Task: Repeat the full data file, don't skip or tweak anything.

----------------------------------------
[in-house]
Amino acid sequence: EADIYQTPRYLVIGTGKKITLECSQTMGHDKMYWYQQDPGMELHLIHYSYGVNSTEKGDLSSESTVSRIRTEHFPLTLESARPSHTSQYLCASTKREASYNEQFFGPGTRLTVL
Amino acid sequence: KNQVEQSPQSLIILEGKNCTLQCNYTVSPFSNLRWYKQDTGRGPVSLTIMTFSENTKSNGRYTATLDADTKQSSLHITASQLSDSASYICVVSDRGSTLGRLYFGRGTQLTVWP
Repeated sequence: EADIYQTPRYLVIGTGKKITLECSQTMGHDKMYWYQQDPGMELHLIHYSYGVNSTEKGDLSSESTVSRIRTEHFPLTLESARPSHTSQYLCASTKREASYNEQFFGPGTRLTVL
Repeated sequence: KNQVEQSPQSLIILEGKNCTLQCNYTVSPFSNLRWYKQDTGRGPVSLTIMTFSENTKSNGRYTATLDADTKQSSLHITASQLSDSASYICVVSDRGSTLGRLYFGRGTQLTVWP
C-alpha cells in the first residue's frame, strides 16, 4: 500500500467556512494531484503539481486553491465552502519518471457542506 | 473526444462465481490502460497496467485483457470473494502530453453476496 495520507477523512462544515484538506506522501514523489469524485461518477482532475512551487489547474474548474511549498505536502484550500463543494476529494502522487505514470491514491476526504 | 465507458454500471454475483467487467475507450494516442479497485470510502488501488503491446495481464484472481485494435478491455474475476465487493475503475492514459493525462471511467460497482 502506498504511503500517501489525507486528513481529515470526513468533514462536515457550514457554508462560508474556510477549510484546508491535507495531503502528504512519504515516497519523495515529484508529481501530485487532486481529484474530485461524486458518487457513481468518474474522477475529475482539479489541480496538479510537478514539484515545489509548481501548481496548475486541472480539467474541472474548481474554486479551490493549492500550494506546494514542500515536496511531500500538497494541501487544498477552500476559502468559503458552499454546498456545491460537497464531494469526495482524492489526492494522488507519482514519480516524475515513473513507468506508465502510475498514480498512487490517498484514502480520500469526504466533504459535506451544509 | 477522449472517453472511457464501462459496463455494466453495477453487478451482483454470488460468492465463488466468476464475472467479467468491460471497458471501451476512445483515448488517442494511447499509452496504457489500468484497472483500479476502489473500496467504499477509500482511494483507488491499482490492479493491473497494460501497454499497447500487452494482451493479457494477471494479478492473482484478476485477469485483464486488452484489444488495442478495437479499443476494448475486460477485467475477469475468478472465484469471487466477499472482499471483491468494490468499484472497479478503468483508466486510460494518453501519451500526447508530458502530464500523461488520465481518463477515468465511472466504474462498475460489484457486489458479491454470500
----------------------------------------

[in-house]
Amino acid sequence: EADIYQTPRYLVIGTGKKITLECSQTMGHDKMYWYQQDPGMELHLIHYSYGVNSTEKGDLSSESTVSRIRTEHFPLTLESARPSHTSQYLCASTKREASYNEQFFGPGTRLTVL
Amino acid sequence: KNQVEQSPQSLIILEGKNCTLQCNYTVSPFSNLRWYKQDTGRGPVSLTIMTFSENTKSNGRYTATLDADTKQSSLHITASQLSDSASYICVVSDRGSTLGRLYFGRGTQLTVWP
Repeated sequence: EADIYQTPRYLVIGTGKKITLECSQTMGHDKMYWYQQDPGMELHLIHYSYGVNSTEKGDLSSESTVSRIRTEHFPLTLESARPSHTSQYLCASTKREASYNEQFFGPGTRLTVL
Repeated sequence: KNQVEQSPQSLIILEGKNCTLQCNYTVSPFSNLRWYKQDTGRGPVSLTIMTFSENTKSNGRYTATLDADTKQSSLHITASQLSDSASYICVVSDRGSTLGRLYFGRGTQLTVWP
C-alpha cells in the first residue's frame, strides 16, 4: 500500500467556512494531484503539481486553491465552502519518471457542506 | 473526444462465481490502460497496467485483457470473494502530453453476496 495520507477523512462544515484538506506522501514523489469524485461518477482532475512551487489547474474548474511549498505536502484550500463543494476529494502522487505514470491514491476526504 | 465507458454500471454475483467487467475507450494516442479497485470510502488501488503491446495481464484472481485494435478491455474475476465487493475503475492514459493525462471511467460497482 502506498504511503500517501489525507486528513481529515470526513468533514462536515457550514457554508462560508474556510477549510484546508491535507495531503502528504512519504515516497519523495515529484508529481501530485487532486481529484474530485461524486458518487457513481468518474474522477475529475482539479489541480496538479510537478514539484515545489509548481501548481496548475486541472480539467474541472474548481474554486479551490493549492500550494506546494514542500515536496511531500500538497494541501487544498477552500476559502468559503458552499454546498456545491460537497464531494469526495482524492489526492494522488507519482514519480516524475515513473513507468506508465502510475498514480498512487490517498484514502480520500469526504466533504459535506451544509 | 477522449472517453472511457464501462459496463455494466453495477453487478451482483454470488460468492465463488466468476464475472467479467468491460471497458471501451476512445483515448488517442494511447499509452496504457489500468484497472483500479476502489473500496467504499477509500482511494483507488491499482490492479493491473497494460501497454499497447500487452494482451493479457494477471494479478492473482484478476485477469485483464486488452484489444488495442478495437479499443476494448475486460477485467475477469475468478472465484469471487466477499472482499471483491468494490468499484472497479478503468483508466486510460494518453501519451500526447508530458502530464500523461488520465481518463477515468465511472466504474462498475460489484457486489458479491454470500